The World Health Organisation recommends, that women have no more than two drinks a day, while men should have no more than three drinks a day. While you may not exceed these guidelines, the UK National Health Service observes that, “Most people who have alcohol-related health problems aren’t alcoholics.” You could therefore pay more for your good health, as a result of slightly exceeding the recommended amount of alcohol intake on a regular basis.

Poor eating habits

Estimated cost of fast food consumption:

· Excluding life insurance premiums and potential medical costs

· Based on the cost of an average combo meal at a South African fast food outlet, R45

· Based on a couple’s consumption of one combo meal each, per week

· Yearly = R4 320

· After 5 years = R21 600

· After 10 years = R43 200

Poor eating habits plague the majority of South Africans. “According to the South African National Health and Nutrition Examination Survey conducted in 2012, 64% of women and 30% of men in South Africa are overweight or obese,” says Dr. Julia Goedecke, specialist scientist for the South African Medical Research Council.

“Obesity is associated with increased risk for cardiovascular disease, diabetes, osteoarthritis and certain types of cancer,” says Dr. Goedecke. As a result of the extreme risks of obesity, according to Liberty Life, obesity could severely affect your life insurance premiums, and could even result in them being declined. Liberty’s records show that a person with a BMI of 50 is almost three times more likely to die in any given year than a person with a BMI of 25.

It is difficult to estimate the exact percentage increase to one’s life insurance premiums as result of obesity, because it is based on a combination of factors, such as age, lifestyle, past health issues, cholesterol levels and blood pressure. However insurance company Old Mutual gave us an indication of how obesity could affect your life insurance premiums:

· It has been estimated that premiums could be from 25 to 300 percent more than the average person’s.

· “The younger the age, the higher the percentage increases in premium because the risks are higher at a younger age,” says Dr. Peter Bond, Chief Medical Officer of Old Mutual.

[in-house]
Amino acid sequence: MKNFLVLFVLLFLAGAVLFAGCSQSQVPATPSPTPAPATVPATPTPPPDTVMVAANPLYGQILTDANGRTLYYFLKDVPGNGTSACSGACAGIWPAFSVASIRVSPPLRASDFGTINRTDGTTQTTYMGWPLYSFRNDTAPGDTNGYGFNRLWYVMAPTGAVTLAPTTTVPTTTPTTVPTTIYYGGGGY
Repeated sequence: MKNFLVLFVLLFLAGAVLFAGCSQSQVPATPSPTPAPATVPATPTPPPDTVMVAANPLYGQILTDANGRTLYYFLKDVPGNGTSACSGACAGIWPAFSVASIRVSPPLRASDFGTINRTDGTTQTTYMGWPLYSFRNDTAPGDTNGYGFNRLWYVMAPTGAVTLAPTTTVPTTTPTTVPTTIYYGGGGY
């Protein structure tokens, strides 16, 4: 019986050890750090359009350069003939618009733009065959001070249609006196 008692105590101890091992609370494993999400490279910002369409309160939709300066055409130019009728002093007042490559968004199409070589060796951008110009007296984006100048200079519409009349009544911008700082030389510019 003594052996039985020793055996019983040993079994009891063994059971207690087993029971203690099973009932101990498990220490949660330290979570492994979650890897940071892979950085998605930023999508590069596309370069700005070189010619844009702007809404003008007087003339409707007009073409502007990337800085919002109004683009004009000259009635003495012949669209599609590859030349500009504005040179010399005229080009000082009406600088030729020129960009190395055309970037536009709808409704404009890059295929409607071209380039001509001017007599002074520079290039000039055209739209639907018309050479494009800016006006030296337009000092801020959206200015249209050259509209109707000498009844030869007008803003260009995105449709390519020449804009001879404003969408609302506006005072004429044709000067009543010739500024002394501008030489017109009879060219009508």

· “A client aged 25 years with a BMI of 40 may pay 150 percent extra, whereas a client of 60 years with the same BMI may only pay 50 percent more,” says Dr. Bond.

A 2013 study was published by PubMed on the increased health expenditures of overweight and obese people, enrolled in a comprehensive Discovery Health Medical Plan. The study states, “Severely obese individuals used 23 percent more, and moderately obese individuals used 11 percent more medical services.” In fact, the lifelong costs of obesity have been estimated to be similar to that of a smoker.

It has also been found that just being overweight can increase your medical bills by 8 percent per year.

In 2012 South Africans spent more than 62.3 billion Rand on eating out alone. The percent increase in the household expenditure on fast food in South Africa, from 2007 to 2012 was 5.4 percent, while the UK only showed a 1.1 percent growth.

Overweight people have generally higher food, and clothing costs than the majority of people. They have also been found to have decreased productivity and lower incomes as a result of illness and missing work. Many studies have linked obesity to lower incomes over the first two decades of an individual’s career, and fewer promotions. Recruiters, in addition, have been found to be less likely to hire overweight people.

Are you living it large? (Sidebar)

Research has found that certain bad habits can make you fat! Are your habits influencing your weight?

1. Do you skip meals? The American Journal of Epidemiology observes that skipping meals could be contributing to your weight gain. Individuals who skipped their breakfast were 4.5 times more likely to be obese.

2. Do you eat quickly? You need an average of 20 minutes to register that you are full. It has been found that your BMI could be up to 11% higher if you eat too quickly.

3. Do you eat while you are busy? Meals in front of the TV, while reading or in front of your computer mean that your attention will not be on your food. You are more likely to overindulge.

4. Do you eat out of the packet? It is difficult to figure out portion size when eating straight from the packet.

5. Do you watch too much TV? A recent study found that people who cut down on time spent in front of the TV burnt up to an extra 500 kilojoules more in a day, than they did previously.

Sources: Dr. Maritha van der Walt; Dr. Yussuf Saloojee; Dr. Julia Goedecke; Stephen van Niekerk; www.hst.org.za; www.discoverey.co.za; www.yourlife.liberty.co.za; www.nhs.uk; www.ncbi.nlm.nih.gov; www.cnbcafrica.com; www.oprah.com; www.menshealth.com; www.numbeo.com